(3) In the present suit the plaintiff, who reserved his right to take appropriate legal steps as he might be advised by his lawyer besides the claim for damages (put in Rs. 20,000.00), prayed that the two memos which, he said, had been manipulated, and amounted to adverse remarks concerning him, required to be expunged since the same were malafide (i.e.) based on ulterior motive. The objection, among others, was rightly taken by the defendant that the suit was not maintainable. It was further contended that a suit for declaration alone without any prayer for consequential relief was also bad. The following preliminary issues were framed : (1) Is the suit maintainable in its present form (2) Does the Court have jurisdiction to try the suit

(4) Issues 1 and 2 were heard as prelimi- nary issues. The learned Judge found, on issue No. 1, that the suit was maintainable, and, on issui No. 2, that the Court had jurisdiction to try the suit.

(5) It seemed to me even at the outset that the present suit was 'a ridiculous one' in the language of the Division Bench of the Calcutta High Court in Rambhajan Kunwar v. Gurcharen Kunwar I.L.R. All 14. That was a suit by the son even during the life time of his father for the cancellation of ''a document, apparently a will''. The surprising part of it was that the learned Subordinate Judge had held that the suit would lie, and, on the merits, gave the plaintiff a decree. Allowing the appeal, it was pointed out that since the father possessed power up to the hour of his death, provided he was competent to make a valid will, to cancel the will and to make a totally different will to his property, no party could come in court & successfully claim to have the will of a living person set aside. Though that bears no precise analogy to the present one the principle of the said decision would apply to any case where a right such as the plaintiff claims he has, is non existent in law.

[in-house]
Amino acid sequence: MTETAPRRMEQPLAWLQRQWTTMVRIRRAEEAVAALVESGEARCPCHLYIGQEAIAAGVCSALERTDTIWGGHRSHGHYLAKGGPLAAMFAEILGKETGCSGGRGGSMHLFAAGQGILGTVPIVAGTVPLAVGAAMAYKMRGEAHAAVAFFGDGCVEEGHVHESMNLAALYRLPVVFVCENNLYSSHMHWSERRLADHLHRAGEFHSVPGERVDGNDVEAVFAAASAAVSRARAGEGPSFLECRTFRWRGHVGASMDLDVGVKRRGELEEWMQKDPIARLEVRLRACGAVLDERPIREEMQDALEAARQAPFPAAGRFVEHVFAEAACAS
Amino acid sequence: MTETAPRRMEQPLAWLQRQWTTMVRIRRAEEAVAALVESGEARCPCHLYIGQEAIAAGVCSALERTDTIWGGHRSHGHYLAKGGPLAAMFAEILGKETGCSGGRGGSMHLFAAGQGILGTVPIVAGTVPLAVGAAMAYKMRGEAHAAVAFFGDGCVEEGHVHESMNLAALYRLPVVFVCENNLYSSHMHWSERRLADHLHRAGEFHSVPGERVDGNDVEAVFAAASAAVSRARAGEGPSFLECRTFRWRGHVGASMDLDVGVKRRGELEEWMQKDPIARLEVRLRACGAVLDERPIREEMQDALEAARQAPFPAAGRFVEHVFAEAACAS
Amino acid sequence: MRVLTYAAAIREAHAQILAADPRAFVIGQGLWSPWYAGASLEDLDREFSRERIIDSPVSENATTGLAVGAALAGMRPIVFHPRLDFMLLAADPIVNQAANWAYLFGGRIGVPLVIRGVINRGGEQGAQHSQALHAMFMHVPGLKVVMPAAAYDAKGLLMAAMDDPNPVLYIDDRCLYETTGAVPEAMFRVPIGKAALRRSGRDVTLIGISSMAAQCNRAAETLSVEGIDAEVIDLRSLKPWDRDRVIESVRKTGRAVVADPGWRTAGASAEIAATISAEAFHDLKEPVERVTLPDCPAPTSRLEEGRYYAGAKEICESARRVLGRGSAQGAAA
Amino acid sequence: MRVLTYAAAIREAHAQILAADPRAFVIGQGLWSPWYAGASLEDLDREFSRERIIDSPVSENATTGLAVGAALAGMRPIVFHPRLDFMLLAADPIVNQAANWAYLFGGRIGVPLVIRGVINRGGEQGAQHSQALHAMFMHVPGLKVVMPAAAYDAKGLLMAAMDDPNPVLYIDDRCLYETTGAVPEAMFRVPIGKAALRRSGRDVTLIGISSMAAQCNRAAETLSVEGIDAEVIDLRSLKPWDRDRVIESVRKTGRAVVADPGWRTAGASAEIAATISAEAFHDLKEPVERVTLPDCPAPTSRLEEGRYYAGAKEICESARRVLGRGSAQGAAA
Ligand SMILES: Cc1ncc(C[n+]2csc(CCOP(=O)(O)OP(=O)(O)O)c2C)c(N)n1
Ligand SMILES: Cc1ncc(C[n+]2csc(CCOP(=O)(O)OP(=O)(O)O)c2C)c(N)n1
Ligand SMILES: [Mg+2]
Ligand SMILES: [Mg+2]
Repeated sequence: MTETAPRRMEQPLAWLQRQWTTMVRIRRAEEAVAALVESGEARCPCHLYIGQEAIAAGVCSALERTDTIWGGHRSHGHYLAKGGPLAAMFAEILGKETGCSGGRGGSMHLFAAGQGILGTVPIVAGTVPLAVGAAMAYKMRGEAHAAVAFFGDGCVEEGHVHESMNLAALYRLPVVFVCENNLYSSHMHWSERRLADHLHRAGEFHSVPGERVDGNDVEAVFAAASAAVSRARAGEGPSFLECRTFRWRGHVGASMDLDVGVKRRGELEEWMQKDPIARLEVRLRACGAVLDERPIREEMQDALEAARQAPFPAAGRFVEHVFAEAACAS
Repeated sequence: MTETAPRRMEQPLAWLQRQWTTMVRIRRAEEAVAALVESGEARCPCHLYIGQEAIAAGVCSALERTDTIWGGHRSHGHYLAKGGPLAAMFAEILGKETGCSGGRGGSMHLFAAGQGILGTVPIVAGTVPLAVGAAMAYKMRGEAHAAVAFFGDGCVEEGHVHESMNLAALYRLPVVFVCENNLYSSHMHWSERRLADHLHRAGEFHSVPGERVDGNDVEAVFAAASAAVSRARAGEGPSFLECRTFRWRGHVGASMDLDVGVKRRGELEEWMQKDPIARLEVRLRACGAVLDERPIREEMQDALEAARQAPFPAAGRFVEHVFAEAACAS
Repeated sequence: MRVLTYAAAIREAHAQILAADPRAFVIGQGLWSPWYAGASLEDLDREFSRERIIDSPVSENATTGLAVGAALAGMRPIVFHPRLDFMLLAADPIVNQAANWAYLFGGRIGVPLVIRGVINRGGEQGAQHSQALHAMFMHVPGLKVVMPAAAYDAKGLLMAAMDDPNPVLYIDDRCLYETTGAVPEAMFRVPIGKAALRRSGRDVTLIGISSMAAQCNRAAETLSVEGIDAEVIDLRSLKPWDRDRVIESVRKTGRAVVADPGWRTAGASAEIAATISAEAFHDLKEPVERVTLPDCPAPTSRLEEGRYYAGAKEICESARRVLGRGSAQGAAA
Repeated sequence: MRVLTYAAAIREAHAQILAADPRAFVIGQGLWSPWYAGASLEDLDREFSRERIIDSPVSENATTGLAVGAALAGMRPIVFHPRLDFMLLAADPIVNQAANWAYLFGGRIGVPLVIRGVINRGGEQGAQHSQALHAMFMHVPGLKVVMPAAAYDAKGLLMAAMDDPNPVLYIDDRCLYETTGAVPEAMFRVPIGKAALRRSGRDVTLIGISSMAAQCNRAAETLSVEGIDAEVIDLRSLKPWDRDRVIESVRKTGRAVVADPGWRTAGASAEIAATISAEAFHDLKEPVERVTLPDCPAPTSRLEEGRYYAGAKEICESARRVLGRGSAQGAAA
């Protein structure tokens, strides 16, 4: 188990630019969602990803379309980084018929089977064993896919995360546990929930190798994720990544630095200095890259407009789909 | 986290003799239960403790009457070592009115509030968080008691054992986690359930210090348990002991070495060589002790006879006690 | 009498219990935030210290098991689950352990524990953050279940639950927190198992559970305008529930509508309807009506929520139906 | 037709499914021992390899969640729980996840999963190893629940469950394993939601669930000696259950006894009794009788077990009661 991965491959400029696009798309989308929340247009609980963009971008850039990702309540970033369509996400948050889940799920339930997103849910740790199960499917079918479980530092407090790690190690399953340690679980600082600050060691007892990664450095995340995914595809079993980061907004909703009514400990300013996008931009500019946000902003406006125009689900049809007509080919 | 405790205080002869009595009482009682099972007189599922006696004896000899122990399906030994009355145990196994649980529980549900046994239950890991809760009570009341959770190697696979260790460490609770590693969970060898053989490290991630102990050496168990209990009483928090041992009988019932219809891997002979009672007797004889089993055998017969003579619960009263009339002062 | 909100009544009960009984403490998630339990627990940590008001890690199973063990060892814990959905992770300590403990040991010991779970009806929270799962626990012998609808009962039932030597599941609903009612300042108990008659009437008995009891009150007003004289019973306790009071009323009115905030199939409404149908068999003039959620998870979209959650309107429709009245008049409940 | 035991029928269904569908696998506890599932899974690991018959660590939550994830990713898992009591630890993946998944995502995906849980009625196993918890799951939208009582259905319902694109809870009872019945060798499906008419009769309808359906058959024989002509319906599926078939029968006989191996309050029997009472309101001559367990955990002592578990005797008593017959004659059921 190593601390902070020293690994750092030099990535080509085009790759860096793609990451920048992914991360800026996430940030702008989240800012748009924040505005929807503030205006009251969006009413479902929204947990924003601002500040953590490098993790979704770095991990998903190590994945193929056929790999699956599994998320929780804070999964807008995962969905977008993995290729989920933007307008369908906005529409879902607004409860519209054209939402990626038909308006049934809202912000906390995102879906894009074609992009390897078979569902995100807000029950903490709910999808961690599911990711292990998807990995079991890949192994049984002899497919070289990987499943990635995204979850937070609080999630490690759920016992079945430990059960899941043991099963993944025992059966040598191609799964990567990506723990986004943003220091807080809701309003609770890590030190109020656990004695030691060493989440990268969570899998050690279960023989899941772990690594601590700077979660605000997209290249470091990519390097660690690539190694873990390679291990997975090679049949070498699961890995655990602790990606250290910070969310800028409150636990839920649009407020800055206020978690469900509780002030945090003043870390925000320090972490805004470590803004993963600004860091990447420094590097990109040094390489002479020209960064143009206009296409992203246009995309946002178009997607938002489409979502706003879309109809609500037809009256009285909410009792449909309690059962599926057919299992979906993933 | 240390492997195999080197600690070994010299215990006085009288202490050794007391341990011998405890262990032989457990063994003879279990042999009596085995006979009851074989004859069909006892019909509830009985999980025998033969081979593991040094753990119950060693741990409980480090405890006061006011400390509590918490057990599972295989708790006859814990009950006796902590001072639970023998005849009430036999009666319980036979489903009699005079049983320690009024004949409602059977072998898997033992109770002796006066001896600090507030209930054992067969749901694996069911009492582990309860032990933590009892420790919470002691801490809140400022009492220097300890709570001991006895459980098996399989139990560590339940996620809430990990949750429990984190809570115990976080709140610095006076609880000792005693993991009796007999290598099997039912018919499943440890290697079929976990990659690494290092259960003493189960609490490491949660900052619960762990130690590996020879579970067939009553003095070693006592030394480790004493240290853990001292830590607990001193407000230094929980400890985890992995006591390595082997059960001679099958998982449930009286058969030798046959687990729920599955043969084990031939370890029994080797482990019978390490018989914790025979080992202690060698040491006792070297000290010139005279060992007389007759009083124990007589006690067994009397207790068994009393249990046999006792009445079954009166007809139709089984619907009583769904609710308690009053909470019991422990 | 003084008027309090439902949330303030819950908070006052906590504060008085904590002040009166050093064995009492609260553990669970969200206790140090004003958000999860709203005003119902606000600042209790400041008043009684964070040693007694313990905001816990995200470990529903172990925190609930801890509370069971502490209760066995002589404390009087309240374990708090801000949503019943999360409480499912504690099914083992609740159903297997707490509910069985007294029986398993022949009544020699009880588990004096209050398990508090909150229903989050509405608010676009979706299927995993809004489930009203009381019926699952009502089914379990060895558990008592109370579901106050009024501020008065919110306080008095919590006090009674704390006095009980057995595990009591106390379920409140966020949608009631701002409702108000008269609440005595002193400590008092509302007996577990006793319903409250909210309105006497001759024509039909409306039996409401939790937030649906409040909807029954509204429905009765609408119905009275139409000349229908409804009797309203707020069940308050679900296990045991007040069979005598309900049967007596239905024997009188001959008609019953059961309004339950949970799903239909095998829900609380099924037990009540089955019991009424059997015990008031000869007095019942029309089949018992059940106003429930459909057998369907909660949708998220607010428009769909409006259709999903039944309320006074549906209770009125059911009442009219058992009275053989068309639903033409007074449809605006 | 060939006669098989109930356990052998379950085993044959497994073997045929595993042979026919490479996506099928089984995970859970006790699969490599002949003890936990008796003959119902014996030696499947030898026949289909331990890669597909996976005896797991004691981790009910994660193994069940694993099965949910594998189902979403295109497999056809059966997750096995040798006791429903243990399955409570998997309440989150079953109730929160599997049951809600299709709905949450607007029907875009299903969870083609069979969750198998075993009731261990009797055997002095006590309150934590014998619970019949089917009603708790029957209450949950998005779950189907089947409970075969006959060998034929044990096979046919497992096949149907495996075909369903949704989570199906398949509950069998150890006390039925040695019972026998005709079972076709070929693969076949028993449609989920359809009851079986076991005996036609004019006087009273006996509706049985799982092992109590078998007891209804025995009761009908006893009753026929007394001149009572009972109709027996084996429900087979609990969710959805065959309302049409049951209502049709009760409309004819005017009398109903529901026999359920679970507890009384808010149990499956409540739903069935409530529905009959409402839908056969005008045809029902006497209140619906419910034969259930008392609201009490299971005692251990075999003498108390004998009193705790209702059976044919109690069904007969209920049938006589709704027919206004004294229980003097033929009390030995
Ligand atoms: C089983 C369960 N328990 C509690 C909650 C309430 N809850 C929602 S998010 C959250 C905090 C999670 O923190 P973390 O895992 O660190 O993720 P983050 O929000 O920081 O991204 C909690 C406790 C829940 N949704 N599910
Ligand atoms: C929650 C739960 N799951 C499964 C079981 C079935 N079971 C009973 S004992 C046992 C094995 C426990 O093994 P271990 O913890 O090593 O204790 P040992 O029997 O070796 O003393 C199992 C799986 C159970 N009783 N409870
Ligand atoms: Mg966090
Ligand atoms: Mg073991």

(6) Even before the lower court, as also before me, a number of decisions bearing upon the right of a Government servant, enjoying the protection and benefits of statutory rules framed in this behalf as well as the guarantee afforded by Article 311 of the Constitution were cited. It would be needless to discuss them because they would not afford any parallel to a person like the plaintiff who cannot in any sense of the word be described as a Government servant.

(7) I have gone through the plaint carefully ; it does rot even mention that there was any contract between him and the defendant or any other rule having the force of law which had been violated by the said communications sought to be expunged. If the plaintiff thought they were defamatory of him he should have pursued other remedies in this respect like claiming damages in respect of it. But a suit. such as the present, which merely wants that the employer should think differently of him than what he has done during the continuance of his employment is not a suit to enforce any right known to law. For this reason I differ from the first issue and find that the suit filed by the plaintiff for the above said relief against the defendant is not maintainable.